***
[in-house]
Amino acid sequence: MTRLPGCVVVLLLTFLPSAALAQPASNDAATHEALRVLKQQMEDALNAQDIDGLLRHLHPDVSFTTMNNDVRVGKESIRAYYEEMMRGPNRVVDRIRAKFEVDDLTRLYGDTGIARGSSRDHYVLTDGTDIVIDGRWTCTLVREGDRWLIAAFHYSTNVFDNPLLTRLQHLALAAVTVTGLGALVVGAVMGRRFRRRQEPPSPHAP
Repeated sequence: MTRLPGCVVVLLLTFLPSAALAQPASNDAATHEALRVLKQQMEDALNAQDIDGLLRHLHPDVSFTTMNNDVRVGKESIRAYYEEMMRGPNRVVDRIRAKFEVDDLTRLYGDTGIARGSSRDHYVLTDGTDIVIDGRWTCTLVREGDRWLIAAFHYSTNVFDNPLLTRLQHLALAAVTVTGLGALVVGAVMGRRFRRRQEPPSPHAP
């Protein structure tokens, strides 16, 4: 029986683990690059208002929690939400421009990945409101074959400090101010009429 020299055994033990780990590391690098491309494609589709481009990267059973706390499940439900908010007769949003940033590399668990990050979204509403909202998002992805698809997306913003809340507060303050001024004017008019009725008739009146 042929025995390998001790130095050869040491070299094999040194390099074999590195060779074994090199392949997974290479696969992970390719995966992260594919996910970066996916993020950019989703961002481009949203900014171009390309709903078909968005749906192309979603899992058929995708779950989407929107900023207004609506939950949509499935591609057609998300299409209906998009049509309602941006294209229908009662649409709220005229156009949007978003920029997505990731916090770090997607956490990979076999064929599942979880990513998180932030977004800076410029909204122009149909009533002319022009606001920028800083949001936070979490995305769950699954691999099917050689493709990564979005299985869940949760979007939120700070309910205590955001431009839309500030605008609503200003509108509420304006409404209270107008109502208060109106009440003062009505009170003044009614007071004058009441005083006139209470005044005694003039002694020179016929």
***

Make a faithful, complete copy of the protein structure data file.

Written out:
[in-house]
Amino acid sequence: MTRLPGCVVVLLLTFLPSAALAQPASNDAATHEALRVLKQQMEDALNAQDIDGLLRHLHPDVSFTTMNNDVRVGKESIRAYYEEMMRGPNRVVDRIRAKFEVDDLTRLYGDTGIARGSSRDHYVLTDGTDIVIDGRWTCTLVREGDRWLIAAFHYSTNVFDNPLLTRLQHLALAAVTVTGLGALVVGAVMGRRFRRRQEPPSPHAP
Repeated sequence: MTRLPGCVVVLLLTFLPSAALAQPASNDAATHEALRVLKQQMEDALNAQDIDGLLRHLHPDVSFTTMNNDVRVGKESIRAYYEEMMRGPNRVVDRIRAKFEVDDLTRLYGDTGIARGSSRDHYVLTDGTDIVIDGRWTCTLVREGDRWLIAAFHYSTNVFDNPLLTRLQHLALAAVTVTGLGALVVGAVMGRRFRRRQEPPSPHAP
């Protein structure tokens, strides 16, 4: 029986683990690059208002929690939400421009990945409101074959400090101010009429 020299055994033990780990590391690098491309494609589709481009990267059973706390499940439900908010007769949003940033590399668990990050979204509403909202998002992805698809997306913003809340507060303050001024004017008019009725008739009146 042929025995390998001790130095050869040491070299094999040194390099074999590195060779074994090199392949997974290479696969992970390719995966992260594919996910970066996916993020950019989703961002481009949203900014171009390309709903078909968005749906192309979603899992058929995708779950989407929107900023207004609506939950949509499935591609057609998300299409209906998009049509309602941006294209229908009662649409709220005229156009949007978003920029997505990731916090770090997607956490990979076999064929599942979880990513998180932030977004800076410029909204122009149909009533002319022009606001920028800083949001936070979490995305769950699954691999099917050689493709990564979005299985869940949760979007939120700070309910205590955001431009839309500030605008609503200003509108509420304006409404209270107008109502208060109106009440003062009505009170003044009614007071004058009441005083006139209470005044005694003039002694020179016929």